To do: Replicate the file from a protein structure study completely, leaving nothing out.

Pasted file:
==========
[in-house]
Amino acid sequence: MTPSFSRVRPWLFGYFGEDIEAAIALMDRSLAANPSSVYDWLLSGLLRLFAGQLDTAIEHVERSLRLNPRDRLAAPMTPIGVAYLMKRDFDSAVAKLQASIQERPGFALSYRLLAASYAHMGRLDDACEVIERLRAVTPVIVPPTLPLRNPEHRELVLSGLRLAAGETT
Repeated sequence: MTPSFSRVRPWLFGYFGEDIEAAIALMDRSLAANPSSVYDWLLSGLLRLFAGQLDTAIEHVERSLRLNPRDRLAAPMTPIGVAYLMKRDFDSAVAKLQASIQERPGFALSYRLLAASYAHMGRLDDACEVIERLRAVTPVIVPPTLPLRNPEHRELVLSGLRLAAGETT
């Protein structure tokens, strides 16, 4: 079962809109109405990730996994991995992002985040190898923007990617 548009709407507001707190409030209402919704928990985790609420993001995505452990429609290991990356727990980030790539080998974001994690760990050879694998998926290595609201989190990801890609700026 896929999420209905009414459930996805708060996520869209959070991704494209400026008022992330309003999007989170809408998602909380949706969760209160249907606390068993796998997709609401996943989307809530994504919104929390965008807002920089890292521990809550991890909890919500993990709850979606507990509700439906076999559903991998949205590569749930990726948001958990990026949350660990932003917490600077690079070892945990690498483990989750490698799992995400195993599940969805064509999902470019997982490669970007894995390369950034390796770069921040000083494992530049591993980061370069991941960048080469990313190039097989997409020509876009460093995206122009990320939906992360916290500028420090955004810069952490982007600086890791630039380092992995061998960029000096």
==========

[in-house]
Amino acid sequence: MTPSFSRVRPWLFGYFGEDIEAAIALMDRSLAANPSSVYDWLLSGLLRLFAGQLDTAIEHVERSLRLNPRDRLAAPMTPIGVAYLMKRDFDSAVAKLQASIQERPGFALSYRLLAASYAHMGRLDDACEVIERLRAVTPVIVPPTLPLRNPEHRELVLSGLRLAAGETT
Repeated sequence: MTPSFSRVRPWLFGYFGEDIEAAIALMDRSLAANPSSVYDWLLSGLLRLFAGQLDTAIEHVERSLRLNPRDRLAAPMTPIGVAYLMKRDFDSAVAKLQASIQERPGFALSYRLLAASYAHMGRLDDACEVIERLRAVTPVIVPPTLPLRNPEHRELVLSGLRLAAGETT
């Protein structure tokens, strides 16, 4: 079962809109109405990730996994991995992002985040190898923007990617 548009709407507001707190409030209402919704928990985790609420993001995505452990429609290991990356727990980030790539080998974001994690760990050879694998998926290595609201989190990801890609700026 896929999420209905009414459930996805708060996520869209959070991704494209400026008022992330309003999007989170809408998602909380949706969760209160249907606390068993796998997709609401996943989307809530994504919104929390965008807002920089890292521990809550991890909890919500993990709850979606507990509700439906076999559903991998949205590569749930990726948001958990990026949350660990932003917490600077690079070892945990690498483990989750490698799992995400195993599940969805064509999902470019997982490669970007894995390369950034390796770069921040000083494992530049591993980061370069991941960048080469990313190039097989997409020509876009460093995206122009990320939906992360916290500028420090955004810069952490982007600086890791630039380092992995061998960029000096």